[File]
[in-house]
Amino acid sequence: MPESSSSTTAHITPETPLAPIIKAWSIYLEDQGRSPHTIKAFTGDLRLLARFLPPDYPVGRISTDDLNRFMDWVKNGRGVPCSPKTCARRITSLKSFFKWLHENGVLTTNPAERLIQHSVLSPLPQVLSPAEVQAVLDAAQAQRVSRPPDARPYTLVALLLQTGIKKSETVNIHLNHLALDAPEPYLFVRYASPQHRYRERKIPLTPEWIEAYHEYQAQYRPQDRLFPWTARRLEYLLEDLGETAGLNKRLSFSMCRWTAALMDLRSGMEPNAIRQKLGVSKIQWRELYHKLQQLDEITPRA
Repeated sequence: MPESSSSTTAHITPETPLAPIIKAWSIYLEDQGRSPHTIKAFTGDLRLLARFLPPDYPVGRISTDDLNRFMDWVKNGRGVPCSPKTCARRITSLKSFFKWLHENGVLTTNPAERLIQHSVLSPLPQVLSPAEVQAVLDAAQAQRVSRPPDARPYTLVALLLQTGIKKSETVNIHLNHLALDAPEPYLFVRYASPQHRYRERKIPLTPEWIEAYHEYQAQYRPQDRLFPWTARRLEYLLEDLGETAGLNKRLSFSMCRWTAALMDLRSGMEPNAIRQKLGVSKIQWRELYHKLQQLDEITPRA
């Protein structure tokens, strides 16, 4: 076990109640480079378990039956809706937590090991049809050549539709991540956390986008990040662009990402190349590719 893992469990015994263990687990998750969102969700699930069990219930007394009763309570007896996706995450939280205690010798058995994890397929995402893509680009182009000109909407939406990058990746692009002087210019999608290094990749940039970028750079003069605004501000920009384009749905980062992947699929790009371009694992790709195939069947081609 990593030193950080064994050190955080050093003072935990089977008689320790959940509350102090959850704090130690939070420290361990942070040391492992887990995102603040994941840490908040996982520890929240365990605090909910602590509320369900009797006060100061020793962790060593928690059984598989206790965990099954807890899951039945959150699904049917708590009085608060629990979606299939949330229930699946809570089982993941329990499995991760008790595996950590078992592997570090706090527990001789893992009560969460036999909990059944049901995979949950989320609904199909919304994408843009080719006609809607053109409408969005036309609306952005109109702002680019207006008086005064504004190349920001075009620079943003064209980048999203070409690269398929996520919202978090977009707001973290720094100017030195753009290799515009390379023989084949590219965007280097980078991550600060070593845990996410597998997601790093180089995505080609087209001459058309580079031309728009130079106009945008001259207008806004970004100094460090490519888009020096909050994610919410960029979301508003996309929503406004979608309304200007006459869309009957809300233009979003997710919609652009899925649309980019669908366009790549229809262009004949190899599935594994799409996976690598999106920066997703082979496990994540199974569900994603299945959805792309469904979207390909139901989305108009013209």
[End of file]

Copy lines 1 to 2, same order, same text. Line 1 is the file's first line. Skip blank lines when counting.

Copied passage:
[in-house]
Amino acid sequence: MPESSSSTTAHITPETPLAPIIKAWSIYLEDQGRSPHTIKAFTGDLRLLARFLPPDYPVGRISTDDLNRFMDWVKNGRGVPCSPKTCARRITSLKSFFKWLHENGVLTTNPAERLIQHSVLSPLPQVLSPAEVQAVLDAAQAQRVSRPPDARPYTLVALLLQTGIKKSETVNIHLNHLALDAPEPYLFVRYASPQHRYRERKIPLTPEWIEAYHEYQAQYRPQDRLFPWTARRLEYLLEDLGETAGLNKRLSFSMCRWTAALMDLRSGMEPNAIRQKLGVSKIQWRELYHKLQQLDEITPRA